Jim Qwilleran, whose name had confounded typesetters and proofreaders for two decades, arrived fifteen minutes early for his appointment with the managing editor of the Daily Fluxion.
Jim Qwilleran is a new reporter in town. His days of working at a big paper in a big city are behind him--at least for now. And his new assignment, well, it wouldn't be his first choice, or second, or third. For his new job will have him covering artists. And Jim, well, he knows very little about art--especially "modern" art. Since there is already an art critic on staff, one who writes "reviews," he's a little confused about what this new job would require of him. Turns out, he's supposed to focus on the human-interest side of the art scene. So even though he'd rather be writing bigger stories, better stories, money is money is money.
Qwilleran only thought the local art scene would be boring. For within weeks of his taking the job, the owner of a local art gallery is murdered! And this murder is soon followed by an "accidental" death of another local artist. And then by the art critic himself! Can Jim Qwilleran, with a little help from a Siamese cat, solve these crimes?!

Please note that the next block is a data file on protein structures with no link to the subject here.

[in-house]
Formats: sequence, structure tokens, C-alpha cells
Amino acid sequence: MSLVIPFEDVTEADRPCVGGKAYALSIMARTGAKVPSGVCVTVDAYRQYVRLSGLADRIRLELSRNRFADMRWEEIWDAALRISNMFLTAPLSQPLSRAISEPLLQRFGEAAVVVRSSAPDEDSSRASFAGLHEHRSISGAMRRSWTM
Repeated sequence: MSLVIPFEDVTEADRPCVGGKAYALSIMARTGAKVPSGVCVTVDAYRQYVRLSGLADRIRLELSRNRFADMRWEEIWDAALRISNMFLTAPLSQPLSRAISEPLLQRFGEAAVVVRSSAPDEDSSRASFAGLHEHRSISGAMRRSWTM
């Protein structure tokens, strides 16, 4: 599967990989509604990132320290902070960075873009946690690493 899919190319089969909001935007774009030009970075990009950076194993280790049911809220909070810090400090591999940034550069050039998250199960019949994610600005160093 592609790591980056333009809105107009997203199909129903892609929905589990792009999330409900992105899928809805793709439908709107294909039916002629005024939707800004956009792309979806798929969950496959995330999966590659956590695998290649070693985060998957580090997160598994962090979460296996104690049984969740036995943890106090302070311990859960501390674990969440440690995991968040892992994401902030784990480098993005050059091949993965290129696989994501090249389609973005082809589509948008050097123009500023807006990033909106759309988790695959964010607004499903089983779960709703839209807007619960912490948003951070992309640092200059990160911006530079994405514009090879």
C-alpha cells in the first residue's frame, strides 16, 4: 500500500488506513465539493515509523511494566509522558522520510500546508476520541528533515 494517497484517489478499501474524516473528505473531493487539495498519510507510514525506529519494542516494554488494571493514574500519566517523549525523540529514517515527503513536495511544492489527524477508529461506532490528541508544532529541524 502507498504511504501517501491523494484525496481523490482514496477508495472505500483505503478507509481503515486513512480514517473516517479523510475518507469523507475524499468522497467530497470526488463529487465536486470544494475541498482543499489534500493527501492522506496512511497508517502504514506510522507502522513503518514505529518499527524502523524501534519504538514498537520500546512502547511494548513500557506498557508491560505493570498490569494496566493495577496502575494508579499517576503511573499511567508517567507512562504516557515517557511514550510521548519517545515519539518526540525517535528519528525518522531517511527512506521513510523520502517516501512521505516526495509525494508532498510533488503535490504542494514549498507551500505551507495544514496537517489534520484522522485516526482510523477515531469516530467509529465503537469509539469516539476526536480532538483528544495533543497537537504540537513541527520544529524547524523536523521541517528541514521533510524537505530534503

I loved this one. I did. I just loved it. I enjoyed Jim Qwilleran right from the start. And as soon as Qwilleran began taking care of his landlord's cat--his landlord having gone out of town for the week--well, I knew it was love. I loved Koko. I did. I thought the mystery was well written and playful and fun. Just something cozy and satisfying about it cover to cover.
Cats have many gifts that are denied humans, and yet we tend to rate them by human standards. To understand a cat, you must realize that he has his own gifts, his own viewpoint, even his own morality. A cat's lack of speech does not make him a lower animal. Cats have a contempt of speech. Why should they talk when they can communicate without words? They manage very well among themselves, and they patiently try to make their thoughts known to humans. But in order to read a cat, you must be relaxed and receptive. (69)
© 2011 Becky Laney of Becky's Book Reviews